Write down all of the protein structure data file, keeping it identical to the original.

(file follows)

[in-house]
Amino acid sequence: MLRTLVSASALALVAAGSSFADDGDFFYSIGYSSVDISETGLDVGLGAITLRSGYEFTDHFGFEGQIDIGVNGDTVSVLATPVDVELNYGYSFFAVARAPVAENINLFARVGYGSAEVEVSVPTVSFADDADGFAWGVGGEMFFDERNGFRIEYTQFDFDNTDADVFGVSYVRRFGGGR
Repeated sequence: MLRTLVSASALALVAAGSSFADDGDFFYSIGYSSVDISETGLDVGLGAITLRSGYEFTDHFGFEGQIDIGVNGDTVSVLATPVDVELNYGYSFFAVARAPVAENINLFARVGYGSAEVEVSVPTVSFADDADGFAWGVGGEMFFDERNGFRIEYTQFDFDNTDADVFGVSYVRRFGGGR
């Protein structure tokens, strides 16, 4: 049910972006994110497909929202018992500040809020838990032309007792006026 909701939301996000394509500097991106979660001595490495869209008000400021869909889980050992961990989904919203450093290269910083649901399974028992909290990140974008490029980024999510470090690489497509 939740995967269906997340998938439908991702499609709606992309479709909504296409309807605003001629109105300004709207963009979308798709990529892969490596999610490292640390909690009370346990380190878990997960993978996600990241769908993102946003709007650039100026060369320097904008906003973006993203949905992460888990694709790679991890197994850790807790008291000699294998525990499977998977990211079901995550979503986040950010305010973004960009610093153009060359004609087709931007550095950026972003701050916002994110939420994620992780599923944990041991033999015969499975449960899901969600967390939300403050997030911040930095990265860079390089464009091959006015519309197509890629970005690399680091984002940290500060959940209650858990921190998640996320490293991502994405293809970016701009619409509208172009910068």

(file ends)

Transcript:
[in-house]
Amino acid sequence: MLRTLVSASALALVAAGSSFADDGDFFYSIGYSSVDISETGLDVGLGAITLRSGYEFTDHFGFEGQIDIGVNGDTVSVLATPVDVELNYGYSFFAVARAPVAENINLFARVGYGSAEVEVSVPTVSFADDADGFAWGVGGEMFFDERNGFRIEYTQFDFDNTDADVFGVSYVRRFGGGR
Repeated sequence: MLRTLVSASALALVAAGSSFADDGDFFYSIGYSSVDISETGLDVGLGAITLRSGYEFTDHFGFEGQIDIGVNGDTVSVLATPVDVELNYGYSFFAVARAPVAENINLFARVGYGSAEVEVSVPTVSFADDADGFAWGVGGEMFFDERNGFRIEYTQFDFDNTDADVFGVSYVRRFGGGR
């Protein structure tokens, strides 16, 4: 049910972006994110497909929202018992500040809020838990032309007792006026 909701939301996000394509500097991106979660001595490495869209008000400021869909889980050992961990989904919203450093290269910083649901399974028992909290990140974008490029980024999510470090690489497509 939740995967269906997340998938439908991702499609709606992309479709909504296409309807605003001629109105300004709207963009979308798709990529892969490596999610490292640390909690009370346990380190878990997960993978996600990241769908993102946003709007650039100026060369320097904008906003973006993203949905992460888990694709790679991890197994850790807790008291000699294998525990499977998977990211079901995550979503986040950010305010973004960009610093153009060359004609087709931007550095950026972003701050916002994110939420994620992780599923944990041991033999015969499975449960899901969600967390939300403050997030911040930095990265860079390089464009091959006015519309197509890629970005690399680091984002940290500060959940209650858990921190998640996320490293991502994405293809970016701009619409509208172009910068």